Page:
FYBCOM Economics Sem 1 Chapter 8 Notes
FYBCOM Economics Sem 1 Chapter 8 Notes

FYBCOM Economics Sem 1 Chapter 8 Notes
(Extension of Cost Analysis)

Q.1) Select the correct answer from the alternatives given and rewrite the sentences:

1) At the break-even point, the price is equal to _______ cost.
a) Total
b) Marginal
c) Average
d) Variable

2) At the shutdown point, price is equal to average _______ cost.
a) Fixed
b) Variable
c) Above
d) Below

3) When the fixed cost level of output.
a) Falls
b) Rises
c) Remains constant
d) Shfits down

4) The shutdown and break-even points are the break-even point _____.
a) Same
b) Different
c) Irrelevant
d) Equal

5) Break-even point is reached when a firm .
a) earns zero profit
b) covers fixed cost
c) covers variable cost

6) A firm is at break even point when
a) TR > TC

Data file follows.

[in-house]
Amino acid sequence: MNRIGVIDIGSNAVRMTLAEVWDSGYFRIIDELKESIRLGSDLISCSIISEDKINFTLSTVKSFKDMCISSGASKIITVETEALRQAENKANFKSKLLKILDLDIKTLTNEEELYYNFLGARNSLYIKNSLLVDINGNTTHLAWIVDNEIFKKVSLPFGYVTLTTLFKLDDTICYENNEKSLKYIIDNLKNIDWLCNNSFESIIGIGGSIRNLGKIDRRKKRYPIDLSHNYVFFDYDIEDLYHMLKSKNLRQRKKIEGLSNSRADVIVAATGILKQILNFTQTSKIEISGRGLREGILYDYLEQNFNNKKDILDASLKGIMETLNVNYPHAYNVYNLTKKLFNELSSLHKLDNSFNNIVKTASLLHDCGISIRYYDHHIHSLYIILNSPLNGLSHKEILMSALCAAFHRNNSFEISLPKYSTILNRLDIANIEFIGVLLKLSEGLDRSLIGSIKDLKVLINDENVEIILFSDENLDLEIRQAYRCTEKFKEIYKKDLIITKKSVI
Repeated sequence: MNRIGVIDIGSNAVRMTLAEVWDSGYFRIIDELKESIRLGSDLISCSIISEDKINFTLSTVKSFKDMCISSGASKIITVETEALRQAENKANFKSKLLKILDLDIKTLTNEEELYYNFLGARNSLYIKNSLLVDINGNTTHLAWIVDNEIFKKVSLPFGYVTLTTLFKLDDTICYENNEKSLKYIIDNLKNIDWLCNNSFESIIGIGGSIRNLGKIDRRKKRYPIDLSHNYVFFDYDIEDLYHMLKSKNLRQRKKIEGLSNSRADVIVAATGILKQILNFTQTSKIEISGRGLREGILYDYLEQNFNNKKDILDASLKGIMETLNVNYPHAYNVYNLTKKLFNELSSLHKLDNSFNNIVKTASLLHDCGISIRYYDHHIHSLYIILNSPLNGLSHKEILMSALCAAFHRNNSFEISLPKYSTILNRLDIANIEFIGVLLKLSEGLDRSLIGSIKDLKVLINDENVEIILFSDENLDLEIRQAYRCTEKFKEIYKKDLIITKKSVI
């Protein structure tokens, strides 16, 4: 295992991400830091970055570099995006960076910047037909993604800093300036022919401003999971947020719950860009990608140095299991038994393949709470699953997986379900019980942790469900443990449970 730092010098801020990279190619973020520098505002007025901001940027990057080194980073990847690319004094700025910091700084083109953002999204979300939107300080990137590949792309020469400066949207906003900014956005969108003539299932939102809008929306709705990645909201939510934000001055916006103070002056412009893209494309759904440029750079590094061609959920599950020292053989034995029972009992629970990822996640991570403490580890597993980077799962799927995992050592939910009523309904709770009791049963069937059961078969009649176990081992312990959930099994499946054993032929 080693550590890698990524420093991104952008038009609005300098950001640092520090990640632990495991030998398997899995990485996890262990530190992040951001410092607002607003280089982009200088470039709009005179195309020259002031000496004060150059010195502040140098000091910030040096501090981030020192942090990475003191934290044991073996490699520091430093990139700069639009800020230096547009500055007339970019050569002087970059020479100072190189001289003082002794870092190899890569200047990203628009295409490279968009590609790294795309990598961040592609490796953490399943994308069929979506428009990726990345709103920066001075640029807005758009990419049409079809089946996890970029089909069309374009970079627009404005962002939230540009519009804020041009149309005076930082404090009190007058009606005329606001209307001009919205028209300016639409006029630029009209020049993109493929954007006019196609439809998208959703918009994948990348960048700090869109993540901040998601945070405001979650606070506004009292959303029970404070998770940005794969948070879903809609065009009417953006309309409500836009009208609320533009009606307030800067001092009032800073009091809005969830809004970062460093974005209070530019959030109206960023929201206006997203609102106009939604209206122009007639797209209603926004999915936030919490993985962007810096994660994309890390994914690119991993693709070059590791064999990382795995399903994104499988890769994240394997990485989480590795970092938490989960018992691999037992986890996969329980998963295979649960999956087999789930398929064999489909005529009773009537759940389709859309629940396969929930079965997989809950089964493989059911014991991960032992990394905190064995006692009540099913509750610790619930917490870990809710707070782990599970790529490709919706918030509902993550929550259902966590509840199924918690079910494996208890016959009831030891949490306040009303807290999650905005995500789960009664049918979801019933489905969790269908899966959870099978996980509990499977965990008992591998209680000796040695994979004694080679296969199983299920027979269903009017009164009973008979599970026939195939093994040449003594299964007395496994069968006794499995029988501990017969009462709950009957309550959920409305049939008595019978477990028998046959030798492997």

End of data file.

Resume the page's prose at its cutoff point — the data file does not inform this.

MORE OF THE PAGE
b) TR < TC
c) TR = TC .

7) A break-even point changes whenever there is change in
a) Price
b) Fixed cost
c) Variable cost
d) AIl three factors

8) Break-even point is easily worked out in case of a
a) Joint-product firm
b) Multiple-products firm
c) Single product

9) A firm earns Supernormal profit when its
a) TR = TC
b) TR > TC
c) TR < TC

Q.2) Answer the Following Questions

1) Explain the concept of break-even point with the help of diagram.

Answer: Break-even analysis studies the relationship between total cost, total revenue, total profits and losses over a range of output.
Break-even point is a point where the total revenue of the firm is equal to total cost.
Therefore, at break-even point there is no profit, no loss.